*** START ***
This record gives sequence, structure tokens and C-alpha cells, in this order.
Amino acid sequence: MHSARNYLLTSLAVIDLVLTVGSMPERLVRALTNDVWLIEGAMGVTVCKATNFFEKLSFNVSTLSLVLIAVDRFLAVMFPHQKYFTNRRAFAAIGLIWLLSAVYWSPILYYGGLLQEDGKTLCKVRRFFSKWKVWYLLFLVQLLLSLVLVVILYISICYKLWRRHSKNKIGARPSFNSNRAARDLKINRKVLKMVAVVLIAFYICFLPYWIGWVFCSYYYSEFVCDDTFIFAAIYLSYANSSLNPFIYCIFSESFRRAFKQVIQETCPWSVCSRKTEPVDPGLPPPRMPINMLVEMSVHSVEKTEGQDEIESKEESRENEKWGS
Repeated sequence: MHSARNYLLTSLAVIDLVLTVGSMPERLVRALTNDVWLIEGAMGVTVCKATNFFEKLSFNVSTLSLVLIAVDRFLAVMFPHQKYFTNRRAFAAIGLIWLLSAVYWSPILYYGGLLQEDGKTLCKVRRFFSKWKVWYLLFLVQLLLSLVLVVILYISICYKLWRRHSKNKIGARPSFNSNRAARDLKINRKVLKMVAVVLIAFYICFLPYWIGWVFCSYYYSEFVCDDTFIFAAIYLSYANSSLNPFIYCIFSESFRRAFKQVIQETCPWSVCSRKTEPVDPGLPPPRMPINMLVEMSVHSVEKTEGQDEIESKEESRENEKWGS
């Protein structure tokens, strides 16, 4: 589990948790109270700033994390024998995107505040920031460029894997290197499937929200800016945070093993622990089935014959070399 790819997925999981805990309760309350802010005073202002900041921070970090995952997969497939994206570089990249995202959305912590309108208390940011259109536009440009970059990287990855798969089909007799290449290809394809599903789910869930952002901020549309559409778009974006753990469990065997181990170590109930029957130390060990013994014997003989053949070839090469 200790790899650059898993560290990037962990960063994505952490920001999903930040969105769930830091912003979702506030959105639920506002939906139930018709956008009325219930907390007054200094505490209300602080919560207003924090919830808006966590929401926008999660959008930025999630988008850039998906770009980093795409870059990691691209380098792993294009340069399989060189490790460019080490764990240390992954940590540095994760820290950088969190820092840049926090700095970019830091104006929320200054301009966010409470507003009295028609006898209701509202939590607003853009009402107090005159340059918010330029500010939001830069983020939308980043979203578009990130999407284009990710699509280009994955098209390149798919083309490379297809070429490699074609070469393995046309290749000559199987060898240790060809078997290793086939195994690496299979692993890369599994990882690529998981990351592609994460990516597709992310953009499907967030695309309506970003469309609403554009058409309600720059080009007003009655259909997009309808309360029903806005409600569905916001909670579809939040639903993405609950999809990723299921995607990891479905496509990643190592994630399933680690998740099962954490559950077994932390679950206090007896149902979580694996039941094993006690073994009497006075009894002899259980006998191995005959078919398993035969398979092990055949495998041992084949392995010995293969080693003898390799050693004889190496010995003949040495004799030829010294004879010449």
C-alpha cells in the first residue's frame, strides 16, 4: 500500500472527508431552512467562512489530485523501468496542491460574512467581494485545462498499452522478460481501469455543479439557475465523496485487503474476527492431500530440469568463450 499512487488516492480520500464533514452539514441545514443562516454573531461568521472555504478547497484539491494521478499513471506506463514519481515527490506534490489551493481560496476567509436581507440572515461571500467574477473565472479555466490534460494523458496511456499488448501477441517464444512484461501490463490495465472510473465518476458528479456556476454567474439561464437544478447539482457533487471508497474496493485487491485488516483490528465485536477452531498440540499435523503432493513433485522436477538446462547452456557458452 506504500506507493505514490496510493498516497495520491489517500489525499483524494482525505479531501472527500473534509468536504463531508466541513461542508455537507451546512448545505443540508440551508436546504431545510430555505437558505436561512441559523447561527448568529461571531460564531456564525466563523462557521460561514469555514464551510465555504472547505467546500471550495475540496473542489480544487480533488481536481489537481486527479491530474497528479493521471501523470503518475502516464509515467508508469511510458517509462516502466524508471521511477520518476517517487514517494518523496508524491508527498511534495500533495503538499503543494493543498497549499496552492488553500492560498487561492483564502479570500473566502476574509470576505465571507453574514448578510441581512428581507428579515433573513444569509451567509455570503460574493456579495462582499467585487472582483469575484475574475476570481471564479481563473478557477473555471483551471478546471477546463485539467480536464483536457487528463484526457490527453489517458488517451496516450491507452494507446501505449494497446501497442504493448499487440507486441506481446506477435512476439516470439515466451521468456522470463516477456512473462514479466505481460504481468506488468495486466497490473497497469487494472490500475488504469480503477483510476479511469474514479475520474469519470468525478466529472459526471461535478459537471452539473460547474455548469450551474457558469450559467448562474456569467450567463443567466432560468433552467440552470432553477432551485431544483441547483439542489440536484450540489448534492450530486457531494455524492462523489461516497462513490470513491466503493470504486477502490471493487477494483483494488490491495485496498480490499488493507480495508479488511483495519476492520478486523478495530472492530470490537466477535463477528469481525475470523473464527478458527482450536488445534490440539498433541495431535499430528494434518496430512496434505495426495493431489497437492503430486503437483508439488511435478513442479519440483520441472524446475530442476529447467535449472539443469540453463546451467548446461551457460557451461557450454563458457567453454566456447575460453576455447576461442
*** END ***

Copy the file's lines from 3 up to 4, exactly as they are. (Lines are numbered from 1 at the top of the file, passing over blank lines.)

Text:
Repeated sequence: MHSARNYLLTSLAVIDLVLTVGSMPERLVRALTNDVWLIEGAMGVTVCKATNFFEKLSFNVSTLSLVLIAVDRFLAVMFPHQKYFTNRRAFAAIGLIWLLSAVYWSPILYYGGLLQEDGKTLCKVRRFFSKWKVWYLLFLVQLLLSLVLVVILYISICYKLWRRHSKNKIGARPSFNSNRAARDLKINRKVLKMVAVVLIAFYICFLPYWIGWVFCSYYYSEFVCDDTFIFAAIYLSYANSSLNPFIYCIFSESFRRAFKQVIQETCPWSVCSRKTEPVDPGLPPPRMPINMLVEMSVHSVEKTEGQDEIESKEESRENEKWGS
């Protein structure tokens, strides 16, 4: 589990948790109270700033994390024998995107505040920031460029894997290197499937929200800016945070093993622990089935014959070399 790819997925999981805990309760309350802010005073202002900041921070970090995952997969497939994206570089990249995202959305912590309108208390940011259109536009440009970059990287990855798969089909007799290449290809394809599903789910869930952002901020549309559409778009974006753990469990065997181990170590109930029957130390060990013994014997003989053949070839090469 200790790899650059898993560290990037962990960063994505952490920001999903930040969105769930830091912003979702506030959105639920506002939906139930018709956008009325219930907390007054200094505490209300602080919560207003924090919830808006966590929401926008999660959008930025999630988008850039998906770009980093795409870059990691691209380098792993294009340069399989060189490790460019080490764990240390992954940590540095994760820290950088969190820092840049926090700095970019830091104006929320200054301009966010409470507003009295028609006898209701509202939590607003853009009402107090005159340059918010330029500010939001830069983020939308980043979203578009990130999407284009990710699509280009994955098209390149798919083309490379297809070429490699074609070469393995046309290749000559199987060898240790060809078997290793086939195994690496299979692993890369599994990882690529998981990351592609994460990516597709992310953009499907967030695309309506970003469309609403554009058409309600720059080009007003009655259909997009309808309360029903806005409600569905916001909670579809939040639903993405609950999809990723299921995607990891479905496509990643190592994630399933680690998740099962954490559950077994932390679950206090007896149902979580694996039941094993006690073994009497006075009894002899259980006998191995005959078919398993035969398979092990055949495998041992084949392995010995293969080693003898390799050693004889190496010995003949040495004799030829010294004879010449």